Moderator: Flannel Jesus
obsrvr524 wrote:-
Appears awfully close but two questions -
- Have you checked the math?
- How did you place the 2 vertical lines that are closest to center?
Motor Daddy wrote:The vertical lines closest to the center were arrived at by a series of straight lines until I had enough lines to run them vertically through the centers of the circles they vertically run though the centers of.
obsrvr524 wrote:Motor Daddy wrote:The vertical lines closest to the center were arrived at by a series of straight lines until I had enough lines to run them vertically through the centers of the circles they vertically run though the centers of.
I assumed that you drew the center lines of those circles before the circles. If the lines were drawn after the circles, how did you know where to draw the circles?
Motor Daddy wrote:I then drew a straight line horizontally through the center of the circle. From the intersection of the line and circle edge on both sides I created the circle on the left and right of the center circle, so the intersection was the center of each circle. That gave me more intersections to draw the lines horizontally on top and bottom of the 3 circles, which gave me more intersections to draw more straight lines.
The only lines and circles that were made was when there was enough points to make those intersections, and therefore new straight lines or circle centers.
obsrvr524 wrote:I followed you that far. But I still don't see how the upper 2 and lower 2 circles could be horizontally positioned other than just arbitrary guess.
And if they are not mathematically situated, how did any maths geek calculate the square?
Motor Daddy wrote:He claimed that trig could work out the angles and length of lines. I don't know Trig, so beats the heck out of me. He made an excellent diagram and showed all angles and used Trig to calculate the side lengths.
The circles have a radius of 1 unit, so the outer square is 4 units x 4 units
obsrvr524 wrote:Motor Daddy wrote:He claimed that trig could work out the angles and length of lines. I don't know Trig, so beats the heck out of me. He made an excellent diagram and showed all angles and used Trig to calculate the side lengths.
The circles have a radius of 1 unit, so the outer square is 4 units x 4 units
I imagine I could work out the math now.
Did you come up with that technique yourself?
obsrvr524 wrote:-
They say it is impossible to make it precisely accurate - but I don't know if that is a proven fact or just a highly educated guess.
Either way - it's a brilliant accomplishment.
Motor Daddy wrote:The reason they say it is impossible is because there is no finite number for the square root of Pi, so how can you make the side length of the square a finite size when there isn't a finite square root of Pi?
obsrvr524 wrote:-
Come to think of it - I know \(\sqrt\pi\) can be drawn.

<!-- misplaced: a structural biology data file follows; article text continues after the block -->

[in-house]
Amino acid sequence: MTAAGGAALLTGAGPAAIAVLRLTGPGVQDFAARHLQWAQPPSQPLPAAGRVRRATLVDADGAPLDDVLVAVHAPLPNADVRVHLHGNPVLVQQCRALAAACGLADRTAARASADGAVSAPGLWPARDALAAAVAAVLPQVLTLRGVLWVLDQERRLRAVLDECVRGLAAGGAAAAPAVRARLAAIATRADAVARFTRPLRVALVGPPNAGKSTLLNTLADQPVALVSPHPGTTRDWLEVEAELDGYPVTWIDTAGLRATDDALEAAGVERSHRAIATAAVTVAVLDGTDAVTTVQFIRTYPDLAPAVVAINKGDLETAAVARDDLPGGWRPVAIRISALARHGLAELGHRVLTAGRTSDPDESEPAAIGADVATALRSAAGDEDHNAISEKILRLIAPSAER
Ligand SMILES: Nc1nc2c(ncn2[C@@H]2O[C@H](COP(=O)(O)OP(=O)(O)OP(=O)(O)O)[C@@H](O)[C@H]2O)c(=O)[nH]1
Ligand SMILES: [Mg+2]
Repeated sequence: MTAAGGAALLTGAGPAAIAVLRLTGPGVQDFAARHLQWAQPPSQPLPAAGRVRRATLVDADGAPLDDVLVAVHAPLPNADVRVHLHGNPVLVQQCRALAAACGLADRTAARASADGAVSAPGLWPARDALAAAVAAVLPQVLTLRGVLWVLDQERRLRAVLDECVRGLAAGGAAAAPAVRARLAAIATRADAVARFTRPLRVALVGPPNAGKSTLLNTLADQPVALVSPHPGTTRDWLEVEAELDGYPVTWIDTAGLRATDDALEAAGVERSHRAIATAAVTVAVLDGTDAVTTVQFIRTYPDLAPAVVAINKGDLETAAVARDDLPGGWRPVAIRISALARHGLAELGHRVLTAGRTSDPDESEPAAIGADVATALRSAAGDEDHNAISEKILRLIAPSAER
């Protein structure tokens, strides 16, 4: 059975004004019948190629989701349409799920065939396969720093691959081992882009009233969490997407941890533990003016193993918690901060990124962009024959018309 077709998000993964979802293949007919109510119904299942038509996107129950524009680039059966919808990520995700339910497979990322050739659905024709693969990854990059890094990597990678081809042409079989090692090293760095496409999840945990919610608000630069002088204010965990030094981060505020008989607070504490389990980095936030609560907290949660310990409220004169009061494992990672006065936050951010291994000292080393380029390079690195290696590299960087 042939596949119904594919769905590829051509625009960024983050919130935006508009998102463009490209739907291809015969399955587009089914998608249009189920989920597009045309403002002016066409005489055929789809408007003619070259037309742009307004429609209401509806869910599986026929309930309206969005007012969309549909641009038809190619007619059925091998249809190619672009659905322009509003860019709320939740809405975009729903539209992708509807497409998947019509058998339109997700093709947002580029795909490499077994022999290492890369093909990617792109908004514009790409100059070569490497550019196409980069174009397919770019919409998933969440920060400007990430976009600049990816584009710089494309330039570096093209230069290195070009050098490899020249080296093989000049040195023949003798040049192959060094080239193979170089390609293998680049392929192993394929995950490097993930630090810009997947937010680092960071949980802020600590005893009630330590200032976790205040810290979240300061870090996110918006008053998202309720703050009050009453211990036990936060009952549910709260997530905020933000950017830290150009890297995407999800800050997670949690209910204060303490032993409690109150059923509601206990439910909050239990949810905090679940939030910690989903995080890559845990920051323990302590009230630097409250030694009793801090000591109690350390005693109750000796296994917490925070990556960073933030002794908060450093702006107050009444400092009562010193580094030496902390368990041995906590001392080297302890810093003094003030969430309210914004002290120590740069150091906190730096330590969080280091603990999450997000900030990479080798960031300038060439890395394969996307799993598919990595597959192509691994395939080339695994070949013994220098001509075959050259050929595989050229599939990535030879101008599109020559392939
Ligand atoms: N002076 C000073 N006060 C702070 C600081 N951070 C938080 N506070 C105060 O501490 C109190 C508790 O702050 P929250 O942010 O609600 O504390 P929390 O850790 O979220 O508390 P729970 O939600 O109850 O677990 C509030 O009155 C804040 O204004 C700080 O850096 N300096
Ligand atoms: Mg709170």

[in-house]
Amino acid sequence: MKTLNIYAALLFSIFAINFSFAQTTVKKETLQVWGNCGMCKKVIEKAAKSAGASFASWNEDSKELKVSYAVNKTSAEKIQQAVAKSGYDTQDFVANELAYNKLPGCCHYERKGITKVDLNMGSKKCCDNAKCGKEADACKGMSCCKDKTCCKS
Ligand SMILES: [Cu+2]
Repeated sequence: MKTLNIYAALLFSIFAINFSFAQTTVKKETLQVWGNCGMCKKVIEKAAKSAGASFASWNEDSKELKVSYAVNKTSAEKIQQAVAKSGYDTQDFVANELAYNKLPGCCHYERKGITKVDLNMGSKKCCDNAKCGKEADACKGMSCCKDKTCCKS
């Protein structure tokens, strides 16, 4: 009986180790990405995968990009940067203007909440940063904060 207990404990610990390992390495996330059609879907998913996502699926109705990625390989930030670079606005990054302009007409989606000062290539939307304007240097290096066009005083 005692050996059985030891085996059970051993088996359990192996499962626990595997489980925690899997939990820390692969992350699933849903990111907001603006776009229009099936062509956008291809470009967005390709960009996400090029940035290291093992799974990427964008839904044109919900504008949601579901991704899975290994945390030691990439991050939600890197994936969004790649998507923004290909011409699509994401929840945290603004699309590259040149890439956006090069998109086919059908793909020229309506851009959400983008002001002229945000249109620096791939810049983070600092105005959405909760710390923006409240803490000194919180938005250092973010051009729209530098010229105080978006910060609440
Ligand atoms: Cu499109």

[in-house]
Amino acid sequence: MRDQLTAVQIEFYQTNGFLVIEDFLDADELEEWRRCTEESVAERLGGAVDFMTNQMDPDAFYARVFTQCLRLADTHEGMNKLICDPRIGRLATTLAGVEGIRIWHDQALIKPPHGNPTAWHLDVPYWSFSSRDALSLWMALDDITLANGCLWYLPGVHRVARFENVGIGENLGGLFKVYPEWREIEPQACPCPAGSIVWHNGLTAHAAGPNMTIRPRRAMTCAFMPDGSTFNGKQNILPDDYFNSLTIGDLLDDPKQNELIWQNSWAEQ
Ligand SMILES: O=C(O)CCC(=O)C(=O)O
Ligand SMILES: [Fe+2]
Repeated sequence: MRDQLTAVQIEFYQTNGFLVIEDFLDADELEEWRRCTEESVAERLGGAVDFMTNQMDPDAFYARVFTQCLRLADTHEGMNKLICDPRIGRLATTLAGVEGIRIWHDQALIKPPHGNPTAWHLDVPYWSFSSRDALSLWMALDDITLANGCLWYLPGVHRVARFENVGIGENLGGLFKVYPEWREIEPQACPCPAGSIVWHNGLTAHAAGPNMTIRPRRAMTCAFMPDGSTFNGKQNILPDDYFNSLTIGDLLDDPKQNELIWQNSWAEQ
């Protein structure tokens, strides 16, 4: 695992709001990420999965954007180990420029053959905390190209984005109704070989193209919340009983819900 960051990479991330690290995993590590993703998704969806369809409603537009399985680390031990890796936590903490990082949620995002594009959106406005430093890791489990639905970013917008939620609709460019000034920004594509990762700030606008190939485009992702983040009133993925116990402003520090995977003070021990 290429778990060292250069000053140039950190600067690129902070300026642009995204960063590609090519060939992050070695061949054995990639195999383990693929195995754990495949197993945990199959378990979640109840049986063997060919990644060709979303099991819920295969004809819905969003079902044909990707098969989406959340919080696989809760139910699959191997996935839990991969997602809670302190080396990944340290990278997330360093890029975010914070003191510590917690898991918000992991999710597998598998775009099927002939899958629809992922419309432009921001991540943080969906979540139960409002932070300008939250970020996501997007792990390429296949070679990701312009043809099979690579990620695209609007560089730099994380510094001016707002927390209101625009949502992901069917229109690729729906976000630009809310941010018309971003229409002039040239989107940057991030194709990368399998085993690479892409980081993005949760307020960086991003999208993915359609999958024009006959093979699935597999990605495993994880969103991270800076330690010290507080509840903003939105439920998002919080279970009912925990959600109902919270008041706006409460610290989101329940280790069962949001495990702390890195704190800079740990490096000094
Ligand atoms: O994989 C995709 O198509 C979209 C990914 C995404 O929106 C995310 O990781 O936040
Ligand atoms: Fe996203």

The question is how to do it with straight edge and compass.
Motor Daddy wrote:My argument is that, how can the circle have a finite area if Pi is infinite, for all practical purposes??
obsrvr524 wrote:Motor Daddy wrote:My argument is that, how can the circle have a finite area if Pi is infinite, for all practical purposes??
This gets back to that base-unit issue. It isn't that pi is infinite - but that trying to express pi in a rational base will yield an infinite string of digits.
But what if you use base-pi.
You know that you can -draw a \(2\pi\) length line merely by rolling a radius 1 disc across a paper exactly once.
Divide that in half with a compass and you have exactly \(\pi\)
Duplicate that length vertically from the end of the \(\pi\) length (making a corner or "L").
Draw a line from the tip of each \(\pi\) segment and you have a line exactly \(\pi\sqrt2 \)
But they don't let you use a disc - so the trick is how to do it using only the compass instead of a disc. It doesn't seem to be a math problem as much as a mechanical problem.
obsrvr524 wrote:-
I think you missed my point.
My point was that a length being an irrational number with an infinite string of decimals (such as \(\pi\) or \(\sqrt2\) doesn't stop you from drawing a line of that length - you can even draw a line of the multiplication of two irrational numbers - \(\pi\sqrt2\).
Motor Daddy wrote:obsrvr524 wrote:-
I think you missed my point.
My point was that a length being an irrational number with an infinite string of decimals (such as \(\pi\) or \(\sqrt2\) doesn't stop you from drawing a line of that length - you can even draw a line of the multiplication of two irrational numbers - \(\pi\sqrt2\).
You can draw a line of that length, but how would you differentiate between 3" and 3.14159", when you only have capability to measure to the closest .1".
If all you have is a ruler marked for Hundredths of an inch, how would you know if the line is 3.14159"? The best you could do is say the line is 3.14", and you don't know if it's 3.14159" or 3.14172".
See what I'm saying? You may be able to calculate to 27 decimal places, but with a ruler that only has Hundredths of an inch, the rest is nonsense to you. You can measure to 2 decimal places, and the remaining 25 decimal places may as well be truncated, you have no purpose for them!
obsrvr524 wrote:
To get \(\pi\) - just roll a 1 unit disc across a paper exactly once and you have exactly \(\pi\) length.
Motor Daddy wrote:obsrvr524 wrote:
To get \(\pi\) - just roll a 1 unit disc across a paper exactly once and you have exactly \(\pi\) length.
How long is that line, 6.28 units or 6.28318 units?
obsrvr524 wrote:Motor Daddy wrote:obsrvr524 wrote:
To get \(\pi\) - just roll a 1 unit disc across a paper exactly once and you have exactly \(\pi\) length.
How long is that line, 6.28 units or 6.28318 units?
Neither one.
It is EXACTLY \(\pi\) in length (forgiving the errors of pencil and paper).
Return to Science, Technology, and Math
Users browsing this forum: No registered users